Following on from the 2017 Rating Revaluation, the Government have radically revised the business rates appeal process as from 1st April, 2017 and introduced a new three-stage system, Check Challenge Appeal (CCA). The new system has been fraught with problems over the last few weeks as the Valuation Office Agency (VOA), ratepayers and their agents have endeavoured to engage with an unnecessarily complex, burdensome and potentially protracted new scheme which appears to have as its sole objective the discouraging of business ratepayers from challenging their new 2017 rateable values.
Of particular concern is the extra work being imposed upon ratepayers before they can seek assistance from an agent.
The new stepped approach is as follows –
1.1 Before a ratepayer and their agent can access the full valuation information relating to the rateable value for their property, the ratepayer must first register to use the VOA CCA online service.
1.2 This involves creating an account with the Government Gateway online service and two main steps for the ratepayer. Firstly, the ratepayer’s company needs to create an organisation Government Gateway ID. Secondly, the ratepayer’s contact is obliged to verify their identity and create a personal record with proof of ID being required, (UK passport, P60 or PAYE details).
1.3 The ratepayer is then required to link their Gateway account to their premises as shown within the VOA website and providing a copy of the current rates bill. Each of the ratepayer’s properties must be linked separately.
1.4 Once the ratepayer has registered as above, a “dashboard” home page will enable properties to be managed, further properties to be linked and at that stage only, the ratepayer can appoint an agent. To complete the appointment, the ratepayer will need the agent’s unique registration code.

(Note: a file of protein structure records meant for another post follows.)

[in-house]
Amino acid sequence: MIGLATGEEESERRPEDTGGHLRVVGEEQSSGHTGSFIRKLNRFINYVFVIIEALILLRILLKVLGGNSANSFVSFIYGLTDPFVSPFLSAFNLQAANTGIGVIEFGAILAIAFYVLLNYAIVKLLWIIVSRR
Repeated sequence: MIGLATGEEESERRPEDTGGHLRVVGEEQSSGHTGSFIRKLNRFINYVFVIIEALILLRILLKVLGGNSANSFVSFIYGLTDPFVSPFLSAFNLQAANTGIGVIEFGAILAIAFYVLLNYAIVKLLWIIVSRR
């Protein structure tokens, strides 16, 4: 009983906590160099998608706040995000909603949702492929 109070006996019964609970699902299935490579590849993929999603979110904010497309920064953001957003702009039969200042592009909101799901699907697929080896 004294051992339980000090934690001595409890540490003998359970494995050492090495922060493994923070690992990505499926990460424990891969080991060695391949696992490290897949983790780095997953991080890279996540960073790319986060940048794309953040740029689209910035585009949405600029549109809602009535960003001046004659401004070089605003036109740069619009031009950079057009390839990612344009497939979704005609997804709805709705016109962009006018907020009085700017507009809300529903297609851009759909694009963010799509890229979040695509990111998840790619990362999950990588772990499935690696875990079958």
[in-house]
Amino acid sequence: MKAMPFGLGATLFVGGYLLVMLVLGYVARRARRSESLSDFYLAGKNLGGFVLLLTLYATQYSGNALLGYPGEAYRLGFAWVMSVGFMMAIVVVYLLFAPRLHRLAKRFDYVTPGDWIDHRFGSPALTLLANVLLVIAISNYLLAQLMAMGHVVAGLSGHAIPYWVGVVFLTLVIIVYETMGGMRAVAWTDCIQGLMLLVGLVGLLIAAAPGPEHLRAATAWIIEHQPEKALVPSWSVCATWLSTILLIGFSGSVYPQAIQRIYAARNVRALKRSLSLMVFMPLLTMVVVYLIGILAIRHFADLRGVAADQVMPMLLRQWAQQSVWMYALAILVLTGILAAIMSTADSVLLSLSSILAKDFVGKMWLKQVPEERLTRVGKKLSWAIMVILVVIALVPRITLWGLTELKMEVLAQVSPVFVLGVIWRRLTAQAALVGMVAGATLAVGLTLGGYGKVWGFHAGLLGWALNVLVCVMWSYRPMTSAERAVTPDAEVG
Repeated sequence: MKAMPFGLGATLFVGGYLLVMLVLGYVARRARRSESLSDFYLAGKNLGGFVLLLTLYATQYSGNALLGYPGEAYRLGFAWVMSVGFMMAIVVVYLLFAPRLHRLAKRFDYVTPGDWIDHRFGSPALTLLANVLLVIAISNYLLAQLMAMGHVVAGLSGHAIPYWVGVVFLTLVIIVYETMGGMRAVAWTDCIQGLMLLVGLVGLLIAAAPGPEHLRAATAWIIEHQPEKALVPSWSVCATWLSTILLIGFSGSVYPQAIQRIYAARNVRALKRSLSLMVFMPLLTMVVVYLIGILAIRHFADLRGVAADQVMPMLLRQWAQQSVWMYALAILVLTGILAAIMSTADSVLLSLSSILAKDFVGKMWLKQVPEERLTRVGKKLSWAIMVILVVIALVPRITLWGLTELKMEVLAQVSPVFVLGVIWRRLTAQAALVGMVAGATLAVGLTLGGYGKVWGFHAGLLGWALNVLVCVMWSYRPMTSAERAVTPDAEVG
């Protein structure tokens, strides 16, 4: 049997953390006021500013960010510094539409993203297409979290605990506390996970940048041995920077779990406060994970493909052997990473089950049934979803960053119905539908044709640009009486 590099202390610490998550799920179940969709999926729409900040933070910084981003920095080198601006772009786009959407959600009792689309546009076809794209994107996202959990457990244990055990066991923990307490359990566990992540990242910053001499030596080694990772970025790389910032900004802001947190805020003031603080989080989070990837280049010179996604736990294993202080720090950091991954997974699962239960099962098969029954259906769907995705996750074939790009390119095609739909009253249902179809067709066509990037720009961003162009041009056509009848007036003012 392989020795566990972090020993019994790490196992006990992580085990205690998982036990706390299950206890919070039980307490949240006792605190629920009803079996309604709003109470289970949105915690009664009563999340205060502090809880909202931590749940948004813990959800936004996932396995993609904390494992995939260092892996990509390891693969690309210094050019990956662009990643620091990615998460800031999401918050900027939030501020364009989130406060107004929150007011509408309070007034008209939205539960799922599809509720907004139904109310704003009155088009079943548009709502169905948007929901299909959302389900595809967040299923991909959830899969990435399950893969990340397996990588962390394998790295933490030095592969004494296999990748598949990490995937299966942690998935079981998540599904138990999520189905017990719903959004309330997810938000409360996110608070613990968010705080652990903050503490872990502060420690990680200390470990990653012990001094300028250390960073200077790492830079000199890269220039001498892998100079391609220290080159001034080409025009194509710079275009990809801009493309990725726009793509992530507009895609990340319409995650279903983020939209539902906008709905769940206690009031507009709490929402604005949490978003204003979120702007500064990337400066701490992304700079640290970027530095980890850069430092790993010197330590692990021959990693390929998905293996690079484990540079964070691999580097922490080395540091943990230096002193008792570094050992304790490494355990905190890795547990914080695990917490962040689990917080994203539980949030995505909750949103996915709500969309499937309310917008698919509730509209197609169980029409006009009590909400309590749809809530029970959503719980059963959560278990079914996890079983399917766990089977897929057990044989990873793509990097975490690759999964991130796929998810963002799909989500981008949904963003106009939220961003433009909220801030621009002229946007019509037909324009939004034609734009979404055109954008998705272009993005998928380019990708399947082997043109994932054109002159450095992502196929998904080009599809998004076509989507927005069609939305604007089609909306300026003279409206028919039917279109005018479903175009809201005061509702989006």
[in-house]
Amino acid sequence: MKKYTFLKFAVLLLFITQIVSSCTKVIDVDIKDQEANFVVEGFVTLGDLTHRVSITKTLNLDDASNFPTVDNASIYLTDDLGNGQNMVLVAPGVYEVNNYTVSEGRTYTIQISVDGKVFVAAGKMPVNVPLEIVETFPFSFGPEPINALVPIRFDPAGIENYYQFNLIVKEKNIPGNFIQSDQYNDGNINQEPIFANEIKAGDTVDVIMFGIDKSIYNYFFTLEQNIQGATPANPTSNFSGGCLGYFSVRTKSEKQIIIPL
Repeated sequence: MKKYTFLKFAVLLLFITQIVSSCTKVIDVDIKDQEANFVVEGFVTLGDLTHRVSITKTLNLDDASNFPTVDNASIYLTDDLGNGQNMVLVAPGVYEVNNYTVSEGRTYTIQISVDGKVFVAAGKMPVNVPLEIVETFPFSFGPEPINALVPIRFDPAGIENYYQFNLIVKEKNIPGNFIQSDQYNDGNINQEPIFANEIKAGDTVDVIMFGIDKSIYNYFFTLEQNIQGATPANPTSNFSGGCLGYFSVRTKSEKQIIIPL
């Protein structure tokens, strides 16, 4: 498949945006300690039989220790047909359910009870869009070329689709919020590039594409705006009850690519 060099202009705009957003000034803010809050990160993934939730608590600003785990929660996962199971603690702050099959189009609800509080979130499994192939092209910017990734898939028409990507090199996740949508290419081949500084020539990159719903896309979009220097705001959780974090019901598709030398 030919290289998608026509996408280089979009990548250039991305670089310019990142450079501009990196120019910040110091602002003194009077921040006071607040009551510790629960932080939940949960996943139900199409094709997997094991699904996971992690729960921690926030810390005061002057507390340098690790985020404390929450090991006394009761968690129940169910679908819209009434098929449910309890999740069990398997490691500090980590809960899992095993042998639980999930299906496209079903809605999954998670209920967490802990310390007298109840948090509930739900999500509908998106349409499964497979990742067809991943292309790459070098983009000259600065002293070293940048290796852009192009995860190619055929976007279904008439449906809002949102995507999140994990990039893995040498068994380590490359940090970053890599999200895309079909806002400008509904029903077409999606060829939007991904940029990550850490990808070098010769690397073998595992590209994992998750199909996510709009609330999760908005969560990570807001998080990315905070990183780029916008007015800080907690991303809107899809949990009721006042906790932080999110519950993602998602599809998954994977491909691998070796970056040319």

2.1 Having registered for CCA, the next phase of the appeal process involves checking the factual information with regards to the subject property. Again this is completed online and the ratepayer/agent must have full survey information available whilst carrying out the “check” as the information cannot be changed once submitted.
2.2 The VOA will then review the suggested changes and request evidence to support those changes, for example, plans, leases and photographs. The VOA have a maximum of 12 months to consider the information supplied and to decide as to whether they accept the alterations being proposed by the ratepayer.
3.1 Once the VOA have issued their Check decision, or 12 months have elapsed since the ratepayer’s Check submission, the rateable value can be challenged in valuation terms by the ratepayer submitting the appropriate form with supporting evidence and statements, which must include the rent details for the subject property, the specific grounds for making the challenge and a fully supported revised rateable value.
3.2 The Challenge must be made within 4 months of the VOA Check decision.
3.3 The supporting documents for the Challenge should include comparable rental evidence, any relevant case law and a fully argued submission. Additional evidence will only be permitted at later stages during the appeal process in “exceptional circumstances”.
3.4 Once the full Challenge submission has been made by the ratepayer, the VOA have a maximum of 18 months to consider the Challenge and if appropriate engage in negotiations, finally providing their evidence and thereafter issuing their Challenge decision.
4.1 If the ratepayer does not agree with the VOA Challenge decision, an appeal can be made to the Valuation Tribunal. The appeal must be made within four months of the Challenge decision.
4.2 As at the date of this note, the Valuation Tribunal for England has yet to publish their procedures for appeals against the 2017 Rating List, but it is anticipated that the right to appeal will be limited to “certain circumstances” and will involve lodging a fee with the Tribunal which will only be recoverable if the appeal is “successful”.
Further information to follow.
Dated 27th June, 2017